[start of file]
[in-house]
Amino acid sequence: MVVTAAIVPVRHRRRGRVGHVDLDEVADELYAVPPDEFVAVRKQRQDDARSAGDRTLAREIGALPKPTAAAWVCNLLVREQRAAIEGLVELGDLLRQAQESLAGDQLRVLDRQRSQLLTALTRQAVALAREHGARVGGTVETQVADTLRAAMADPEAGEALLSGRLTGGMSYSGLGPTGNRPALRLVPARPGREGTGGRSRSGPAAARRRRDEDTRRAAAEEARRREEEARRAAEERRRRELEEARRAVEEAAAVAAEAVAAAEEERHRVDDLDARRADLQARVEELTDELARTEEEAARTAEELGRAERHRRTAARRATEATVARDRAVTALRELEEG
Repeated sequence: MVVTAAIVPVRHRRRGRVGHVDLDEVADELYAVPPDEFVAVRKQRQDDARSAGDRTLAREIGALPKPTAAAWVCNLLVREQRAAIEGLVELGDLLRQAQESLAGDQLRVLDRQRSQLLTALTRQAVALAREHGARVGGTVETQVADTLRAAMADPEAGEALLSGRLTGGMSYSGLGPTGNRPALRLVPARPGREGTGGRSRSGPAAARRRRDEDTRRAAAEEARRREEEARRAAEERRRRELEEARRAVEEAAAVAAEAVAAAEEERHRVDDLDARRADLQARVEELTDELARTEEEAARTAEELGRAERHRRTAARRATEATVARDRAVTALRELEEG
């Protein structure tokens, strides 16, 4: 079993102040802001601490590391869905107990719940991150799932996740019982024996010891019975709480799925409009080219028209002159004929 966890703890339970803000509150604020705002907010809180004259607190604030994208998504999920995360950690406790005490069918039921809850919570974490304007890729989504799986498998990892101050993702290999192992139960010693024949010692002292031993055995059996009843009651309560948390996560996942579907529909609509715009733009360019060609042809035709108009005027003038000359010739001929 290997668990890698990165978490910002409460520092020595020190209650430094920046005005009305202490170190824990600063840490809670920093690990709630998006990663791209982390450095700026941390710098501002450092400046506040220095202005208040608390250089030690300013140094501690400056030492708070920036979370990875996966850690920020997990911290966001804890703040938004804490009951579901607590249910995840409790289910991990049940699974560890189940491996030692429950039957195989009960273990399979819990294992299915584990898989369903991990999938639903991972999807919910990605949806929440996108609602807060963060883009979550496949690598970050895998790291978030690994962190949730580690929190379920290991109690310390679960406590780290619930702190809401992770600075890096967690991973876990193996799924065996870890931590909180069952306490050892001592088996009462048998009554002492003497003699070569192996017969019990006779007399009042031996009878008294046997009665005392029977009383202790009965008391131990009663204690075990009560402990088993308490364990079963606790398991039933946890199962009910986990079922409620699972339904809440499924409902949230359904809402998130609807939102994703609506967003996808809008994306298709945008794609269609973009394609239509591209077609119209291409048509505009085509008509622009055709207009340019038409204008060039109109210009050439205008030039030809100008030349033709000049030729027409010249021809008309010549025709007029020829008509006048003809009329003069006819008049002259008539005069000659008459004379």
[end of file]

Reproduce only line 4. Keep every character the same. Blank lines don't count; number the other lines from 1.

């Protein structure tokens, strides 16, 4: 079993102040802001601490590391869905107990719940991150799932996740019982024996010891019975709480799925409009080219028209002159004929 966890703890339970803000509150604020705002907010809180004259607190604030994208998504999920995360950690406790005490069918039921809850919570974490304007890729989504799986498998990892101050993702290999192992139960010693024949010692002292031993055995059996009843009651309560948390996560996942579907529909609509715009733009360019060609042809035709108009005027003038000359010739001929 290997668990890698990165978490910002409460520092020595020190209650430094920046005005009305202490170190824990600063840490809670920093690990709630998006990663791209982390450095700026941390710098501002450092400046506040220095202005208040608390250089030690300013140094501690400056030492708070920036979370990875996966850690920020997990911290966001804890703040938004804490009951579901607590249910995840409790289910991990049940699974560890189940491996030692429950039957195989009960273990399979819990294992299915584990898989369903991990999938639903991972999807919910990605949806929440996108609602807060963060883009979550496949690598970050895998790291978030690994962190949730580690929190379920290991109690310390679960406590780290619930702190809401992770600075890096967690991973876990193996799924065996870890931590909180069952306490050892001592088996009462048998009554002492003497003699070569192996017969019990006779007399009042031996009878008294046997009665005392029977009383202790009965008391131990009663204690075990009560402990088993308490364990079963606790398991039933946890199962009910986990079922409620699972339904809440499924409902949230359904809402998130609807939102994703609506967003996808809008994306298709945008794609269609973009394609239509591209077609119209291409048509505009085509008509622009055709207009340019038409204008060039109109210009050439205008030039030809100008030349033709000049030729027409010249021809008309010549025709007029020829008509006048003809009329003069006819008049002259008539005069000659008459004379």